OBJECTIVE: We investigated the prevalence of overweight and obesity and their relationships with the main cardiovascular risk factors in the population of Ventimiglia di Sicilia, a rural village in Southern Italy characterized by low cholesterol levels and by a low incidence of early coronary heart disease mortality. We related all deaths to body weight and fat distribution during an 8 y follow-up. DESIGN: Cross-sectional and prospective observational study. SUBJECTS: A total of 835 free-living individuals, 363 males and 472 females, of age between 20 and 69 y. MEASUREMENTS: In all participants body weight, waist-to-hip ratio (WHR), cardiovascular risk factors and plasma lipids were measured. During the follow-up, total and cardiovascular deaths were registered. RESULTS: We found a high overall prevalence of subjects with overweight or obesity (respectively 45.0% and 27.7%), with great differences among classes of age. As expected, body weight and fat distribution were associated with diabetes, hypertension, dyslipidemia and with a worsening of lipid profile. During the follow-up we registered 37 total and 11 cardiovascular deaths. All-cause and cardiovascular mortality risks were, respectively, 1.64 (95% CI 0.65-4.15) and 2.71 (95% CI 0.29-25.26) in subjects with a body mass index (BMI) of 27-29.99 kg/m2 and 2.45 (95% CI 1.03-5.87) and 5.36 (95% CI 1.41-62.01) in subjects with a BMI of ≥ 30 kg/m2 in comparison with participants with a BMI of < 27 kg/m2, and 3.48 (95% CI 1.46-8.30) and 4.55 (95% CI 1.12-18.40) in subjects with a WHR higher than the median in comparison with individuals with a WHR lower than the median. CONCLUSION: The Ventimiglia di Sicilia Study highlights the great importance of overweight and obesity as a public health issue in a rural population and indicates that it is necessary to consider the impact of body weight and fat distribution on both total and CHD mortality.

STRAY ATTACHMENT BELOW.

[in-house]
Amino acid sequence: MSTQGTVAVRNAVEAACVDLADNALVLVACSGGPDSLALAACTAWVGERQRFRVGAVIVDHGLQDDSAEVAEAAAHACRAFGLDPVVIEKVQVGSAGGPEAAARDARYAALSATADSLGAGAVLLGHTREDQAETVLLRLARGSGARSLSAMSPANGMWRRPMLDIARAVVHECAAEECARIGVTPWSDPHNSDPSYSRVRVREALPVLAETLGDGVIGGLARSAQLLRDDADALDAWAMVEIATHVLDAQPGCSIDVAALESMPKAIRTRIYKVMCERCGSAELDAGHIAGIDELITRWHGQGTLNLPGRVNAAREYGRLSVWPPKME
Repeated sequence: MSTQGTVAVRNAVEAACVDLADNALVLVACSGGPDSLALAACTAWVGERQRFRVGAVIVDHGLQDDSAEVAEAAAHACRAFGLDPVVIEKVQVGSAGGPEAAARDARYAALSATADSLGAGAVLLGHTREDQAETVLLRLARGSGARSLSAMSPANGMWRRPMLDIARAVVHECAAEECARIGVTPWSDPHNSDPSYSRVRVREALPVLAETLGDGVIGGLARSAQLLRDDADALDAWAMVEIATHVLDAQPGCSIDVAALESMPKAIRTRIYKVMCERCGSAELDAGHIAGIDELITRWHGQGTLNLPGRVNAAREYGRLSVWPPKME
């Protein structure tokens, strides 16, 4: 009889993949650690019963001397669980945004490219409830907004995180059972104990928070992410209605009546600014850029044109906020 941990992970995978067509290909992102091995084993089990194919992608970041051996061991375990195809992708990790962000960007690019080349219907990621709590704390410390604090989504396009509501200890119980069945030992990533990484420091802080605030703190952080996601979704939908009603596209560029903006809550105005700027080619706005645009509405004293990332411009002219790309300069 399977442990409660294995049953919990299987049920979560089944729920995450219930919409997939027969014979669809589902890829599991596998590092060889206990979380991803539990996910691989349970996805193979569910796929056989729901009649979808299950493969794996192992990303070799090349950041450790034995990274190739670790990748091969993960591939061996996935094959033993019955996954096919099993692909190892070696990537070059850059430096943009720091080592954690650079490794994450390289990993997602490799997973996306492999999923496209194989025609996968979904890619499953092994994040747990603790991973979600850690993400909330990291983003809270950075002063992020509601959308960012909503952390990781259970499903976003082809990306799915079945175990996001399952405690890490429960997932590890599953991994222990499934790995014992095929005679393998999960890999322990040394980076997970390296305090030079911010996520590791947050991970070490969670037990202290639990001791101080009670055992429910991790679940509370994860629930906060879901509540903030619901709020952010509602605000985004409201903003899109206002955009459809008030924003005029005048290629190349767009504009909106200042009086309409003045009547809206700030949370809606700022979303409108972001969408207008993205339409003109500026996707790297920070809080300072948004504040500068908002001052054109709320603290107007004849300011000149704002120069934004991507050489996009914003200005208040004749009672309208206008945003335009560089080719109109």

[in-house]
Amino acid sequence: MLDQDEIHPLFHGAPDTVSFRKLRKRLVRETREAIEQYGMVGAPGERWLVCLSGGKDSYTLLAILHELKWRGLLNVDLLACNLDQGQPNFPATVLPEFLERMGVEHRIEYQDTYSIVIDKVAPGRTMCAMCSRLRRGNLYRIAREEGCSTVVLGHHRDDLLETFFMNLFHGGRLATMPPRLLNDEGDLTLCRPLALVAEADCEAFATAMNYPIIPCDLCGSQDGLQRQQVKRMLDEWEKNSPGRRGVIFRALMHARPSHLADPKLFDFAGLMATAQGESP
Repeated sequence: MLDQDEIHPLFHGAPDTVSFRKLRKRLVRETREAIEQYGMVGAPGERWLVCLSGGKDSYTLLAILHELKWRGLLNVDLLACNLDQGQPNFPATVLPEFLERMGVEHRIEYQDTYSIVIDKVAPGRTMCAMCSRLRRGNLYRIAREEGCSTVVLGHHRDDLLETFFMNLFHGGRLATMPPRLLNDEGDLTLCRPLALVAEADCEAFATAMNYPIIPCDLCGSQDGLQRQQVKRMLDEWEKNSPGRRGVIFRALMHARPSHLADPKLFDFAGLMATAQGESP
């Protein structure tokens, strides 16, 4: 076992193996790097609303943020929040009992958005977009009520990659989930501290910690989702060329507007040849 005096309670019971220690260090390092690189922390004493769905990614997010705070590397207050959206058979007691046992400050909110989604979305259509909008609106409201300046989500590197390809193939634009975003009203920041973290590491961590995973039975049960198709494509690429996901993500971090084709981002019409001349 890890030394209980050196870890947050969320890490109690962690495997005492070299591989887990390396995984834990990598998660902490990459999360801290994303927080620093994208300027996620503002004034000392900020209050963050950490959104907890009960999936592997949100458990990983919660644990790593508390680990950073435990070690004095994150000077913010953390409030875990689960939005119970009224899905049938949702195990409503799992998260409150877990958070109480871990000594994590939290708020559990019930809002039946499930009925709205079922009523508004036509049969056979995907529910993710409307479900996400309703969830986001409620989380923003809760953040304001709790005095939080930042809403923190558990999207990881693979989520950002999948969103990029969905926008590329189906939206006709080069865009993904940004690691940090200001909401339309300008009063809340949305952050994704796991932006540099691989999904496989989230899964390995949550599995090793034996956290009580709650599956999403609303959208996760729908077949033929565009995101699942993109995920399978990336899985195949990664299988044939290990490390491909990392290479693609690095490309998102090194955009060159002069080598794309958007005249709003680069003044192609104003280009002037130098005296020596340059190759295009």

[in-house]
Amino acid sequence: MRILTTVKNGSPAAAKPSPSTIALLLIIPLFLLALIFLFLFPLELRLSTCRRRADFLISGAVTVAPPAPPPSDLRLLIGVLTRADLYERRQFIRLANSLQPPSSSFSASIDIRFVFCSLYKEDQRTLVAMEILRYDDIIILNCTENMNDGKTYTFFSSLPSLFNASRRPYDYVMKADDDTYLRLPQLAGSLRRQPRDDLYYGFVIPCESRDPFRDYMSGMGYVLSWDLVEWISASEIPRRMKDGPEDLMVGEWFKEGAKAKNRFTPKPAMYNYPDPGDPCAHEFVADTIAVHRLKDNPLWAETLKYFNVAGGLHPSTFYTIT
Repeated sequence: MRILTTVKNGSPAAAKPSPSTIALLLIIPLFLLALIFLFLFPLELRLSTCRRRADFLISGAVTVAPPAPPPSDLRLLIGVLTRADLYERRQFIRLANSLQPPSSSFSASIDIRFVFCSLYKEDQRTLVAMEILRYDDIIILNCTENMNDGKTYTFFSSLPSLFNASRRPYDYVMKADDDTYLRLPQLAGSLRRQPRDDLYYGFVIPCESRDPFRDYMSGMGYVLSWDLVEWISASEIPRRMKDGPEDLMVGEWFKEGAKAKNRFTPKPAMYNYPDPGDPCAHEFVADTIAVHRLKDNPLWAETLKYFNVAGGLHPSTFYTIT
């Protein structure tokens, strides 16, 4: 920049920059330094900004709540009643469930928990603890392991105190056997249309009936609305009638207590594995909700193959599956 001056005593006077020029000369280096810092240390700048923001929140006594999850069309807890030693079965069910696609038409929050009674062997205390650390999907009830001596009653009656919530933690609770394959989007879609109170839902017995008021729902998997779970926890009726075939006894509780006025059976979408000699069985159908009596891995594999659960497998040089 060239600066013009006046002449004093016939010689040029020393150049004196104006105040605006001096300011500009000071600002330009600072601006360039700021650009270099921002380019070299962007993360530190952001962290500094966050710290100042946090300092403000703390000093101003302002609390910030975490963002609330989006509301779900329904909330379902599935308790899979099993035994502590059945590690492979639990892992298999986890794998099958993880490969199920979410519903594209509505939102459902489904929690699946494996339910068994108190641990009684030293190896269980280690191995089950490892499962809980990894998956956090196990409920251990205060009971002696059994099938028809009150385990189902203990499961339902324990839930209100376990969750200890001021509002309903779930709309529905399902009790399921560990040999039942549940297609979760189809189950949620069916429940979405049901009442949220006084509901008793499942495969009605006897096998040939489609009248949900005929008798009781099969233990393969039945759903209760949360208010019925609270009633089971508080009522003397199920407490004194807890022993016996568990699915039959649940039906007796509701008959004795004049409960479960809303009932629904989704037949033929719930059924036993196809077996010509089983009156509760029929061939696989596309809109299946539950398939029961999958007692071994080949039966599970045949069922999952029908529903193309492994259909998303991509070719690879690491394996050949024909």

|Numero di pagine||6|
|Rivista||International Journal of Obesity|
|Stato di pubblicazione||Published - 2001|
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